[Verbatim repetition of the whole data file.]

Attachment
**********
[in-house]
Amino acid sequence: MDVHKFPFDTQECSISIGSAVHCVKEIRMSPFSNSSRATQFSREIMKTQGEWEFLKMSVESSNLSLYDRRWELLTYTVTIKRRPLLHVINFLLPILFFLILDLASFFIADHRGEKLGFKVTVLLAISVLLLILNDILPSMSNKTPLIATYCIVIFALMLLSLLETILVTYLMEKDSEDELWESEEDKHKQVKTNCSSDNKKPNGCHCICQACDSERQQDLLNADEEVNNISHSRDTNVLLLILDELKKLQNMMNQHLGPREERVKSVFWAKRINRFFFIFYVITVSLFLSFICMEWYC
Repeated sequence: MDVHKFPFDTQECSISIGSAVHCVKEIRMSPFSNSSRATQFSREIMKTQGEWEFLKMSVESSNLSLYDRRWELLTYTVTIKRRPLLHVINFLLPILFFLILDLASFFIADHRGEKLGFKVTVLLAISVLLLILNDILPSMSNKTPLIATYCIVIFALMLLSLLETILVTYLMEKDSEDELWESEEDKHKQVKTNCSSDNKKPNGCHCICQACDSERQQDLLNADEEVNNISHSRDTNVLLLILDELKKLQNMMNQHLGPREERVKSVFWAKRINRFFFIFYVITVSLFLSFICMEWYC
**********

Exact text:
[in-house]
Amino acid sequence: MDVHKFPFDTQECSISIGSAVHCVKEIRMSPFSNSSRATQFSREIMKTQGEWEFLKMSVESSNLSLYDRRWELLTYTVTIKRRPLLHVINFLLPILFFLILDLASFFIADHRGEKLGFKVTVLLAISVLLLILNDILPSMSNKTPLIATYCIVIFALMLLSLLETILVTYLMEKDSEDELWESEEDKHKQVKTNCSSDNKKPNGCHCICQACDSERQQDLLNADEEVNNISHSRDTNVLLLILDELKKLQNMMNQHLGPREERVKSVFWAKRINRFFFIFYVITVSLFLSFICMEWYC
Repeated sequence: MDVHKFPFDTQECSISIGSAVHCVKEIRMSPFSNSSRATQFSREIMKTQGEWEFLKMSVESSNLSLYDRRWELLTYTVTIKRRPLLHVINFLLPILFFLILDLASFFIADHRGEKLGFKVTVLLAISVLLLILNDILPSMSNKTPLIATYCIVIFALMLLSLLETILVTYLMEKDSEDELWESEEDKHKQVKTNCSSDNKKPNGCHCICQACDSERQQDLLNADEEVNNISHSRDTNVLLLILDELKKLQNMMNQHLGPREERVKSVFWAKRINRFFFIFYVITVSLFLSFICMEWYC